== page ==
by Janis Fry
It was at the turn of the millennium, on Christmas Day 2002 to be precise, that the Golden Bough, was discovered growing on an ancient Yew at Defynnog near Brecon in Wales. Several years later in 2017 it still grows on the same tree, like a flame growing larger and brighter with each passing year, the yew meanwhile sprouting new golden sprigs, up in the branches, as well as a nest of golden twigs, like a golden fleece in its sister tree next to it, part of the original tree (proved by DNA) which seems to have split off and walked away from the main trunk.
The mythology and legends of a ‘Golden Bough’ are well known. Until recently, the last time it was seen and heard of, was 3,000 years ago, immortalised by Roman writers such as Virgil, 2,000 years ago, in connection with the Trojan hero Aeneas, who appeared in both Virgil’s ‘Aeneid’ and Homer’s ‘Iliad’. These classic writers were recording events that had occurred a thousand years before them.
Aeneas was the son of the Prince Anchises and the goddess Venus (Aphrodite), the second cousin of King Priam of Troy. Aeneas features in both Greek and Roman mythology. In the Roman, he is celebrated as their first true hero. Aeneas was a warrior and in Virgil’s ‘Aeneid’, we learn that he was one of the few Trojans who was not killed or enslaved when Troy fell. Troy was on the northwest corner of what was Anatolia, Hittite country, now modern Turkey. When, in Homer’s ‘Iliad’, he fell under the assault of Achilles, the central character of the Trojan war, in Homer’s ‘Iliad’, the god Poseidon, notes that Aeneas, though from a junior branch of the royal family, is destined to become King of the Trojan people. At the end of the Trojan War, there were few survivors. Aeneas escaped from Troy to Italy and decided he must see his dead father, Anchises. Protected by the Golden Bough, his talisman, and with the help of the Sybil, he journeys into the Underworld where he meets both his dead wife Dido and his father who shows him the future of his descendents and thus the history of Rome.
So this, in brief, was the story of the Golden Bough as immortalised in legend. And this was the last that was seen of it, until now, 3,000 years later. Its reappearance is one of the most unexpected and extraordinary, mystical events of our time. Since the Golden Bough was found, growing on the ancient yew at Defynnog, possibly the oldest tree in Europe, it has appeared on a dozen other ancient yews in Britain. The yews that bear it are remarkably, all trees of some historical importance, possibly planted originally by those who knew they were special and different. The reappearance of the Golden Bough at the beginning of the new millennium, almost as if it was programmed to do so, felt highly significant and raised questions as to its purpose and meaning, particularly when other yews began to follow suit.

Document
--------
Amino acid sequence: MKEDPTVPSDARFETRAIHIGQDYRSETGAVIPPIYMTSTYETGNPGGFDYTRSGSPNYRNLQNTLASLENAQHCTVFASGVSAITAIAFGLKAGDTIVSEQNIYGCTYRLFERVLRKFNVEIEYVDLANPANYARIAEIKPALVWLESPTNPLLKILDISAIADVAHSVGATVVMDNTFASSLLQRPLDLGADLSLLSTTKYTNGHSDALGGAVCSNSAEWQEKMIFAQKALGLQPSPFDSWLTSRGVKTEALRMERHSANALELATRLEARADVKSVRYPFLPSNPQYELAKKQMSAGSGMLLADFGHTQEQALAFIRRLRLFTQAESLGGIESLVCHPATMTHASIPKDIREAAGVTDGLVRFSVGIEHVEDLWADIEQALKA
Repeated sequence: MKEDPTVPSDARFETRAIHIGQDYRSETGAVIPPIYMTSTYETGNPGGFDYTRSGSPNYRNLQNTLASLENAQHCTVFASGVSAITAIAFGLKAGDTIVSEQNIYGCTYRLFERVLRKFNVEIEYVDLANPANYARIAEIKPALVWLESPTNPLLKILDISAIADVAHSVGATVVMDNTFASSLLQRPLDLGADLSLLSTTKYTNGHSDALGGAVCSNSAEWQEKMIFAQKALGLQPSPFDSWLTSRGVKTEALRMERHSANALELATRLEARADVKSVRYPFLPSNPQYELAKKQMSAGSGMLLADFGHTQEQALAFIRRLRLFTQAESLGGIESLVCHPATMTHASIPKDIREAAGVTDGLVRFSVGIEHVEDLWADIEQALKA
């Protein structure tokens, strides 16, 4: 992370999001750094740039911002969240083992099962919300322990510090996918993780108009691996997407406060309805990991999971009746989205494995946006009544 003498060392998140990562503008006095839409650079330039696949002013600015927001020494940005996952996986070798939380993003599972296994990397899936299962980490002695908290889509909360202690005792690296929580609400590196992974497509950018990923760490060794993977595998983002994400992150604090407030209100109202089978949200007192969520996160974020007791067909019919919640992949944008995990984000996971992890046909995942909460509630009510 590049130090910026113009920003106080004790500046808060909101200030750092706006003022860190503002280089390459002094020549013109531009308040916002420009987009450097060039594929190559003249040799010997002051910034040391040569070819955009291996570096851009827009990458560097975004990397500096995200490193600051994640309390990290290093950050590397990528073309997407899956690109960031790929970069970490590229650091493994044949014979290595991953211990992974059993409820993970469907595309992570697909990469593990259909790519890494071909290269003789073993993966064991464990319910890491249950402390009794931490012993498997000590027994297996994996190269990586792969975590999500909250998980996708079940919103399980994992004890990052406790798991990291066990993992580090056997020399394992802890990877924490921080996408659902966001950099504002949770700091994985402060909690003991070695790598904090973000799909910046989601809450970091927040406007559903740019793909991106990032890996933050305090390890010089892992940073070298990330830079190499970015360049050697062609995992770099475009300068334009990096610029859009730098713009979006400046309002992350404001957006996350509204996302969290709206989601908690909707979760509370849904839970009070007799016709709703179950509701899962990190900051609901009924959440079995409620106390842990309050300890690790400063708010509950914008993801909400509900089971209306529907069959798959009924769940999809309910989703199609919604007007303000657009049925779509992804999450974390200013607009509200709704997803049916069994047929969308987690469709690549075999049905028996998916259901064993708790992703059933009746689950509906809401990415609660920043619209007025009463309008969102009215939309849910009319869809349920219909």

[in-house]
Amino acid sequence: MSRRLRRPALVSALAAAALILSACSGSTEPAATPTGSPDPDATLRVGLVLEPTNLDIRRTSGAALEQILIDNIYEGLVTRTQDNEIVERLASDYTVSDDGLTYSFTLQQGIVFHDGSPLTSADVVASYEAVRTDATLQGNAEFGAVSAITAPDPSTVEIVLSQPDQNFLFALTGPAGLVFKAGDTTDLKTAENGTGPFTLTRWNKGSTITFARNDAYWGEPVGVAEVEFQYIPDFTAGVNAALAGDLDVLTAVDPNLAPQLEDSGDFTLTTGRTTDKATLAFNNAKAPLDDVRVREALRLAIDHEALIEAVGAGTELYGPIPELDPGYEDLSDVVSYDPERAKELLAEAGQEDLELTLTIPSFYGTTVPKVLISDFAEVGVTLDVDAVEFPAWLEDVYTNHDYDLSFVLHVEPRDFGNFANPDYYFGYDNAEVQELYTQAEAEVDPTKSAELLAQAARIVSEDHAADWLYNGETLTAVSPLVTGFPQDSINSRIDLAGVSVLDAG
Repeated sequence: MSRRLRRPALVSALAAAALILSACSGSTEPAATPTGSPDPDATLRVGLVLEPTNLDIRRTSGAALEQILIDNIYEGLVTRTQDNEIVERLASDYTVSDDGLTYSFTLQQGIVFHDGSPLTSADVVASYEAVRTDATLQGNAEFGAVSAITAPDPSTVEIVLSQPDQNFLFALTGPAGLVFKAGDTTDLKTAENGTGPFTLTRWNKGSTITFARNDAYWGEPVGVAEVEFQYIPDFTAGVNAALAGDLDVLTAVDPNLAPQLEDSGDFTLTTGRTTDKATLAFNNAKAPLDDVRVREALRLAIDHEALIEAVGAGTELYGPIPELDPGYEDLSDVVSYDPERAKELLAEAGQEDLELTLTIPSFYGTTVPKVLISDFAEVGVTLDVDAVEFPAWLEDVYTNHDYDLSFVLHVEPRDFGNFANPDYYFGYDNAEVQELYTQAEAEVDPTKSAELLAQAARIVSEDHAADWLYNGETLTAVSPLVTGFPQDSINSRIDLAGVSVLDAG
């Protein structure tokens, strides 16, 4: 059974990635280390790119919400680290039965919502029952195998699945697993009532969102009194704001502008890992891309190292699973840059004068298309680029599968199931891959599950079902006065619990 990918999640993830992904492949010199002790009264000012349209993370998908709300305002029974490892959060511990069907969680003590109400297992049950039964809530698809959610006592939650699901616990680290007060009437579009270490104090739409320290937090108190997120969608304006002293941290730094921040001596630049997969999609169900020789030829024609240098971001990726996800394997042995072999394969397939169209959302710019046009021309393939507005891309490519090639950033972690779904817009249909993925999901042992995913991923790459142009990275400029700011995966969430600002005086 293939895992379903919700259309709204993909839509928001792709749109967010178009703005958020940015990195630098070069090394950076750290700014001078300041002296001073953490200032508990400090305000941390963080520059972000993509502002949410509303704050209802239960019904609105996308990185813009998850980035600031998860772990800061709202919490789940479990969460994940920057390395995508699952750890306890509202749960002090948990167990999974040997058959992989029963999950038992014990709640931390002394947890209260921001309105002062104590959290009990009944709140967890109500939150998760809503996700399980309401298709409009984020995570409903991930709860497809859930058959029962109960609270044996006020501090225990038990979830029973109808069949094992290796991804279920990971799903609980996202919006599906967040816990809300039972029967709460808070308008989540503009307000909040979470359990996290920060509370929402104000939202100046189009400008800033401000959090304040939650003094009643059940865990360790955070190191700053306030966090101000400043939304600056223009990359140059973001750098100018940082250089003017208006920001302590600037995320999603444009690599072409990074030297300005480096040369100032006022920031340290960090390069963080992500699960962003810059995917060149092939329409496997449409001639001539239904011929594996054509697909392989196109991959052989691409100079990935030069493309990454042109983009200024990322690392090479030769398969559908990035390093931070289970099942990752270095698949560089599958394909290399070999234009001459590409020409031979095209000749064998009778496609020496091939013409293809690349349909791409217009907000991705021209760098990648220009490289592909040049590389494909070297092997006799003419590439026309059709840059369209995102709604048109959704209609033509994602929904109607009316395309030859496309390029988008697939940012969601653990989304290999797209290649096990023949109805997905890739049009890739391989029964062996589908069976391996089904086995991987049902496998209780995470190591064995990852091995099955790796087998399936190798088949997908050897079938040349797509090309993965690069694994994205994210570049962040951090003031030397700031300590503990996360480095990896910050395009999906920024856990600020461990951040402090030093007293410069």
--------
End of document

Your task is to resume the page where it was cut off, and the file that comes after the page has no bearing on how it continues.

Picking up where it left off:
The Golden Bough is the stuff of dreams. Virgil said it was always a rare sight and called it ‘The fateful brand, unseen for many years.’ All the evidence as to why the Golden Bough was never the mistletoe, nor the Holme Oak, as has been wrongly thought, is detailed in Janis Fry’s book, ‘The God Tree’. The Golden Bough, described by Virgil as ‘a fatal branch’ grows from the ‘double fatal tree in a gloomy vale’. A tree referred to in these terms, could only be a Yew, the tree connected with Fate since ancient times. Virgil writes of ‘The lurking gold upon the fatal tree’ and says, ’Conduct my steps to find the fatal tree’. His reference to ‘double fatal’ or ‘double tree’, concerned the double aspect of the yew with both its death dealing poison and its life giving properties. He describes the tree as ‘The double tree that bears the golden bough’ However the Yew on which this fatal golden branch grows, is not just any old yew tree but a most special Yew, for it is only on one tree in the sacred grove at the entrance to Avernes, the Underworld, that this Golden Bough could be found. Another important thing to note is that this rare bough was not growing on the tree like mistletoe but was actually part of the tree itself.
From ancient literature, we learn that the search for the Golden Bough was a great adventure, a dangerous mission, which few would undertake. Some of the main themes and elements of this quest, conjure up scenes you might encounter in a Steven Spielberg movie such as the Underworld, the River Styx, the ferryman, the Triple Goddess, the Sybil, Tartarus, a talisman, the Gloomy grove and the Fateful Tree. In Virgil’s classic poem, it was the Sybil who commanded the quest and discovery of the sacred bough to be carried by Aeneas when he entered the Underworld, for without such a bough, from the wondrous tree sacred to infernal Juno, none could enter Pluto’s realm. And when Charon, the ferryman, refuses to carry Aeneas across the Stygian lake, the Sybil presents the Golden Bough from her bosom, making it clear, that the Bough is the passport to Hades. Thus one of its primary functions was to enable the bearer to descend into the Underworld and return with certain knowledge from the realms of the gods and the dead.